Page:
The Canterbury Medical Research Foundation (CMRF) is funding a $213,000 research project on the ongoing impact of ‘quake brain’ on people’s memory and other cognitive functions crucial to everyday life.
The study builds on evidence of ‘quake brain’ already gathered by a University of Otago psychological research team. They found significant impairment in memory and other cognitive functions such as emotional processing in Cantabrians who experienced disruptions because of the quakes but described themselves as being ‘resilient’. This ‘resilient’ group experienced ‘moderate to severe’ impacts as a result of the quakes – such as loss of income, witnessing falling buildings, loss of loved ones, or property loss. Seven years after the first Canterbury earthquake one in three of the resilient group admitted they had ongoing cognitive difficulties, when surveyed again by research team.
The CMRF-funded study will examine this issue further by assessing the psychological, cognitive and functional abilities of more than 200 people aged in their early 40s who were exposed to the majority of the major earthquakes and aftershocks. It will also provide practical recommendations on how to address any common impairments found.
Participants are part of the world-renowned Christchurch Health and Development Study (CHDS). This group has been studied by researchers since they were born in Christchurch in the late 1970s. Data has been gathered from all aspects of their lives, which allows detailed examination of the impact of the earthquakes and other stressors.
CMRF chair Geoff Cranko says the study is crucial to understanding how major disruptions and stress caused by the quake sequence have shaped and affected Cantabrians. A key output of the study will be recommendations on how people can regain cognitive functioning and better cope in their day-to-day lives. The research could also be relevant to agencies dealing with COVID-19-related issues, Mr Cranko says.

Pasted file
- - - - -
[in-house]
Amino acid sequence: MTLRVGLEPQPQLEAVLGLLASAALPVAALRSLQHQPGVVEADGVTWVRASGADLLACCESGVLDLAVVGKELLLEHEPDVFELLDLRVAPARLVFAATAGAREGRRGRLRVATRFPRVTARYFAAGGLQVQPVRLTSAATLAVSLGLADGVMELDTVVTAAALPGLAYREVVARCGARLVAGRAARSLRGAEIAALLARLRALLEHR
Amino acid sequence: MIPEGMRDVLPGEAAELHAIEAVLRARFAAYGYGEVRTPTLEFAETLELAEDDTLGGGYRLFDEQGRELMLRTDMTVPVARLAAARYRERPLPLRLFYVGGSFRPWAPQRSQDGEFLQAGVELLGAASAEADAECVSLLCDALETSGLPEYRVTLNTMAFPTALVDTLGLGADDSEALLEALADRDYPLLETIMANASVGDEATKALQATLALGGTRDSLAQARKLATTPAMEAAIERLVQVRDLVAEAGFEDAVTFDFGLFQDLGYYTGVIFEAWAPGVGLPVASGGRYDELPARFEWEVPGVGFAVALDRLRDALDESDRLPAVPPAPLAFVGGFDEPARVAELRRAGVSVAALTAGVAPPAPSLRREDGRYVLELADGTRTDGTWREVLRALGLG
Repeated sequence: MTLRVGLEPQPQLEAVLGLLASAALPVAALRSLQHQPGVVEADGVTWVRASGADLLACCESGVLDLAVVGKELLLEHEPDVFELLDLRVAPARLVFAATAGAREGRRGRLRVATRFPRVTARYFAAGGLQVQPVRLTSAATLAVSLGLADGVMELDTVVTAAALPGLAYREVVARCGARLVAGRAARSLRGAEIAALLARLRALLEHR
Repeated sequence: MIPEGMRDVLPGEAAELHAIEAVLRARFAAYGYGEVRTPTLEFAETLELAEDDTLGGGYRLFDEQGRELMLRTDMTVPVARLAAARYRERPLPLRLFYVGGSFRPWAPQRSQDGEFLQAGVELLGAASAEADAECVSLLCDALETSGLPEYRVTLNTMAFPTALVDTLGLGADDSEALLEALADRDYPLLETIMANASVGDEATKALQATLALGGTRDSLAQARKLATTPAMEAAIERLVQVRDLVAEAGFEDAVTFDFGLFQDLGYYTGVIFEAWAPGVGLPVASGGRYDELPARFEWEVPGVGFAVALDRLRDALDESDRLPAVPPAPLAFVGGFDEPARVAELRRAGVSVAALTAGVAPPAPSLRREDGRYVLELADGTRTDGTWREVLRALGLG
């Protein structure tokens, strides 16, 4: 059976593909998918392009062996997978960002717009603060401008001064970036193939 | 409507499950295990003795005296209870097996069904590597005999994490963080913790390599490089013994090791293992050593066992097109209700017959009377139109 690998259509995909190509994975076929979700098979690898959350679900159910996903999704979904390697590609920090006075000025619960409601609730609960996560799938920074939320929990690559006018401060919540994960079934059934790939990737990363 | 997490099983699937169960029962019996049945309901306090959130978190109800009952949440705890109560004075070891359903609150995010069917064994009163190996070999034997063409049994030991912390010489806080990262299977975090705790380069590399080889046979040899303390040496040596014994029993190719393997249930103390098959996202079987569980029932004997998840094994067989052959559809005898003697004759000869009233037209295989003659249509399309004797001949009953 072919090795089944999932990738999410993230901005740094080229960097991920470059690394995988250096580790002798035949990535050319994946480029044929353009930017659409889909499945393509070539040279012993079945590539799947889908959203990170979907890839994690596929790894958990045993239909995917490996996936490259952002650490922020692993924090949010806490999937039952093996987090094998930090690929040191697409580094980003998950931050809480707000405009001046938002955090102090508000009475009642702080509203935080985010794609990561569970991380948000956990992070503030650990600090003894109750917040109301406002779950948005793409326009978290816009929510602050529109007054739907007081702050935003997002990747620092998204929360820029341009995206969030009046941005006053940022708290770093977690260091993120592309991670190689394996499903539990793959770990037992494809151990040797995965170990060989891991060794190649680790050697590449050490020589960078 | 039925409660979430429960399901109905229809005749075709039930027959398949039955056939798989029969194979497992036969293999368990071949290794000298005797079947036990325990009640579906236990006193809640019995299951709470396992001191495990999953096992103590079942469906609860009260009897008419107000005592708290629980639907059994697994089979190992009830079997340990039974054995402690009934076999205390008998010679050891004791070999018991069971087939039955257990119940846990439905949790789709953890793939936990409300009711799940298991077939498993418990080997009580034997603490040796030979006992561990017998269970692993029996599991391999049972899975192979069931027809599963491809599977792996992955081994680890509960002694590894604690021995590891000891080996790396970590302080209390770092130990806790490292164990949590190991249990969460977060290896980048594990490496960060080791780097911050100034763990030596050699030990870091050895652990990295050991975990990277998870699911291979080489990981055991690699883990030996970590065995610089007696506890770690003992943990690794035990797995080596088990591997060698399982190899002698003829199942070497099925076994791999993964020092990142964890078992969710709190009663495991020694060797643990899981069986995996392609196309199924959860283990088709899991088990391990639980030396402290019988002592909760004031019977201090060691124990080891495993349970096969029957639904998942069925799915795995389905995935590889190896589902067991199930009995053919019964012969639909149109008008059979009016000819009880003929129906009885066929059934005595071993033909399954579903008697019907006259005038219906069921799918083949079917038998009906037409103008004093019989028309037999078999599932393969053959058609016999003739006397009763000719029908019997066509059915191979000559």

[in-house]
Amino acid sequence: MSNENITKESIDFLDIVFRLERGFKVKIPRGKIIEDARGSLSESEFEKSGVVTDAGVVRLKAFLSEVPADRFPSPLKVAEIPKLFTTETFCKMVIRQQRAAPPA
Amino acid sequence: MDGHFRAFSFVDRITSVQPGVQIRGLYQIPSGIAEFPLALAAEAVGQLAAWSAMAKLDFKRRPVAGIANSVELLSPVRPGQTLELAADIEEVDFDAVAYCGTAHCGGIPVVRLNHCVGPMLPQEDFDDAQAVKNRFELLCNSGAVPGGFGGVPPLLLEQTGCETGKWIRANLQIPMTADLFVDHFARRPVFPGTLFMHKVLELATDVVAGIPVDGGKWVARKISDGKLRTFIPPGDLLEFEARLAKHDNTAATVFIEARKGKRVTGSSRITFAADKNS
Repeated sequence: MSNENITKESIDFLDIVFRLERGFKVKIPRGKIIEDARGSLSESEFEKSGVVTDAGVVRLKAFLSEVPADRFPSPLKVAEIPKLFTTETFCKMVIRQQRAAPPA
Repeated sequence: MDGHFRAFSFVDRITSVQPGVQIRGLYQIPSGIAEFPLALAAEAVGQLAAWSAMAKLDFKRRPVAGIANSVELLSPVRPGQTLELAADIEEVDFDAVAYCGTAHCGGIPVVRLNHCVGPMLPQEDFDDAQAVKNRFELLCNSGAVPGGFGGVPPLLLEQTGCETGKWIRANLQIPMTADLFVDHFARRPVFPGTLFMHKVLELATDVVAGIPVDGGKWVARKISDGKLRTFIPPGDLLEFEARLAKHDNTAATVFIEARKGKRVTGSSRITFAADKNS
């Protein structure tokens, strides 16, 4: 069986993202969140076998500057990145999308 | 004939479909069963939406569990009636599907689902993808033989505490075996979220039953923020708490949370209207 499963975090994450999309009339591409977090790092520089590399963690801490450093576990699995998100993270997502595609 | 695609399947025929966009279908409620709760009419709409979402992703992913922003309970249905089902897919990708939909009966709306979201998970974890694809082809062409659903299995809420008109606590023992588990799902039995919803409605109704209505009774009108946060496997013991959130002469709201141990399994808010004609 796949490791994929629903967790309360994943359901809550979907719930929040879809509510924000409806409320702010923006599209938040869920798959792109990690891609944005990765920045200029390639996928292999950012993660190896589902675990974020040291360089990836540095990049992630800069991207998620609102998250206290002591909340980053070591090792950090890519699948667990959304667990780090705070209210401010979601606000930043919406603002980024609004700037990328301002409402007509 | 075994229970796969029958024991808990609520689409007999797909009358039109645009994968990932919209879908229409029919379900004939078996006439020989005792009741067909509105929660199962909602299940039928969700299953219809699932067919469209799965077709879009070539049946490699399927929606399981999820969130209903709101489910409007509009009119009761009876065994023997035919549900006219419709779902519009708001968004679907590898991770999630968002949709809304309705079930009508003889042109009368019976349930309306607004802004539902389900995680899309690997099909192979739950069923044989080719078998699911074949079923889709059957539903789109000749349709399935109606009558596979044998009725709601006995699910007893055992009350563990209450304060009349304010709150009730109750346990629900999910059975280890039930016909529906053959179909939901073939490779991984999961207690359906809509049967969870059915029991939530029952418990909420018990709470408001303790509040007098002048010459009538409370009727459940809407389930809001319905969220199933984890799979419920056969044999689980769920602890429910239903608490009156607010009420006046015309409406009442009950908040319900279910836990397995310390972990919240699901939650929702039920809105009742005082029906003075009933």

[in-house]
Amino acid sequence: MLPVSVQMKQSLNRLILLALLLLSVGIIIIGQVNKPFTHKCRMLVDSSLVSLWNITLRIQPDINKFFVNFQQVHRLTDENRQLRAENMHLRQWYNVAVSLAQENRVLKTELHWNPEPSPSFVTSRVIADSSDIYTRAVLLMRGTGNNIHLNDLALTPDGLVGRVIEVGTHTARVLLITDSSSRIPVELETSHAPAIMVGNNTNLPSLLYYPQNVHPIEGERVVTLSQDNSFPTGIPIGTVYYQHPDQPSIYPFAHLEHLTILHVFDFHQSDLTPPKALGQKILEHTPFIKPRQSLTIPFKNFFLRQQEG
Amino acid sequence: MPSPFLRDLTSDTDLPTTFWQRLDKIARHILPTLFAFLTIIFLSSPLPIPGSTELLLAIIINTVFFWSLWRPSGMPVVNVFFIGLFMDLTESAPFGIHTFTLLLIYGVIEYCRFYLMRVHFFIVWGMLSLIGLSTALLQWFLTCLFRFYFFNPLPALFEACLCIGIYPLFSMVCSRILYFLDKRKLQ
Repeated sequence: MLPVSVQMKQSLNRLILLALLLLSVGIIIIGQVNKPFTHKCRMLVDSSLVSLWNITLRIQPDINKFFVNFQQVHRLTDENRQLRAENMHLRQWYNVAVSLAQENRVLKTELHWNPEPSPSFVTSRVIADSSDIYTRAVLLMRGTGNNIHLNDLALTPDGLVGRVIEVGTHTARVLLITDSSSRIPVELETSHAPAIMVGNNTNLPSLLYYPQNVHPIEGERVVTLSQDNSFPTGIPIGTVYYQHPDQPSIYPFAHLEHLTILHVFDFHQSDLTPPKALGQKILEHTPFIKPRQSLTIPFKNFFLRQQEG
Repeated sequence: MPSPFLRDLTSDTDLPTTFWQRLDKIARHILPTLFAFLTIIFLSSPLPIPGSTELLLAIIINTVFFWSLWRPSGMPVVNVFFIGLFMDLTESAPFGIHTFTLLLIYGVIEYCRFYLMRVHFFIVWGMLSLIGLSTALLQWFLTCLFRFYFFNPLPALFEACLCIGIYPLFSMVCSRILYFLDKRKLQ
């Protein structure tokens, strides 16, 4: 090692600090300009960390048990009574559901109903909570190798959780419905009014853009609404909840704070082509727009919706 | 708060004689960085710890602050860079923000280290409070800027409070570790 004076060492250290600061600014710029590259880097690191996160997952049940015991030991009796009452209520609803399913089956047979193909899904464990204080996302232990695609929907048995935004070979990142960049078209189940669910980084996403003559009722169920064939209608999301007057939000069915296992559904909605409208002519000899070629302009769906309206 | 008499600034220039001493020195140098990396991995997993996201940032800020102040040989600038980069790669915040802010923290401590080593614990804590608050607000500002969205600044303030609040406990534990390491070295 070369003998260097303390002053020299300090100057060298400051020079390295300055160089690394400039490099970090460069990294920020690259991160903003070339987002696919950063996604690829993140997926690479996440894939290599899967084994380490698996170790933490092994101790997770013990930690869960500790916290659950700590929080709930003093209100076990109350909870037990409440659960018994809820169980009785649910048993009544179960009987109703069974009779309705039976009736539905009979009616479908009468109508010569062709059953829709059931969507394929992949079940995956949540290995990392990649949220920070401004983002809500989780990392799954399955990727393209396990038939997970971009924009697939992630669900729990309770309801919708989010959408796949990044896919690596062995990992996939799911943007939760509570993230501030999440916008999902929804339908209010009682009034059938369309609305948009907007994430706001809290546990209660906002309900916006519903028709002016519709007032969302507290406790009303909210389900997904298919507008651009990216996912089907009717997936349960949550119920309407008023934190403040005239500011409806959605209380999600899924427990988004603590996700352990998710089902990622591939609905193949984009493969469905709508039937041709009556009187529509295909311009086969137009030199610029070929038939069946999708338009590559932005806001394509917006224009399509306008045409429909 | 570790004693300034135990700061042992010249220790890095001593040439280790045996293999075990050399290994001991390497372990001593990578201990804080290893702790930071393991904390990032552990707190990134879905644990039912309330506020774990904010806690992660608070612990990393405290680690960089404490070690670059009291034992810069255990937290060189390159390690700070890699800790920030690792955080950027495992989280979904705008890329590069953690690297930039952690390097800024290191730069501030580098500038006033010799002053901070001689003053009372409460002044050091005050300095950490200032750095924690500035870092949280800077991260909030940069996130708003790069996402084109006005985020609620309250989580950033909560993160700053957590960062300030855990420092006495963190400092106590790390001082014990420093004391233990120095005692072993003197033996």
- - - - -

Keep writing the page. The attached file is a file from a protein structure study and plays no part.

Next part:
‘There is a growing international research interest in brain changes related to trauma or exposure to ongoing stressors, such as the quake sequence, or what many people are experiencing with COVID-19 and its associated social, economic and mental health impacts. We selected this quake-related project because it could have major benefits for understanding and helping not only those in Canterbury but a wider population in years to come.”
Mr Cranko says 2021 is the 60th year the CMRF has been funding Canterbury researchers whose work has improved the understanding, treatment and outcomes of a wide range of health conditions.
Dr Katie Douglas is the recipient of the $213,000 and will lead the two-year quake research project. The study is the first to investigate rates of cognitive difficulties in a large, longitudinal cohort exposed to earthquakes and multiple stressors.
Dr Douglas says these brain functions such as memory are essential to surviving and thriving in everyday work and domestic situations.
“These people are in an exciting but often stressful time of their life. Many will be in senior work roles, parenting families and many may be involved in the care of elderly parents. It’s a busy time in life and if the continuing impact of earthquakes is impairing their ability to carry out everyday tasks we want to understand the key factors causing this and provide solutions to help them. Easily-accessible digital tools or simple brain training strategies could be used to address cognitive difficulties in otherwise healthy people such as those in our study.”
This study is made possible by the generous support of the Jaguar Land Rover Trust.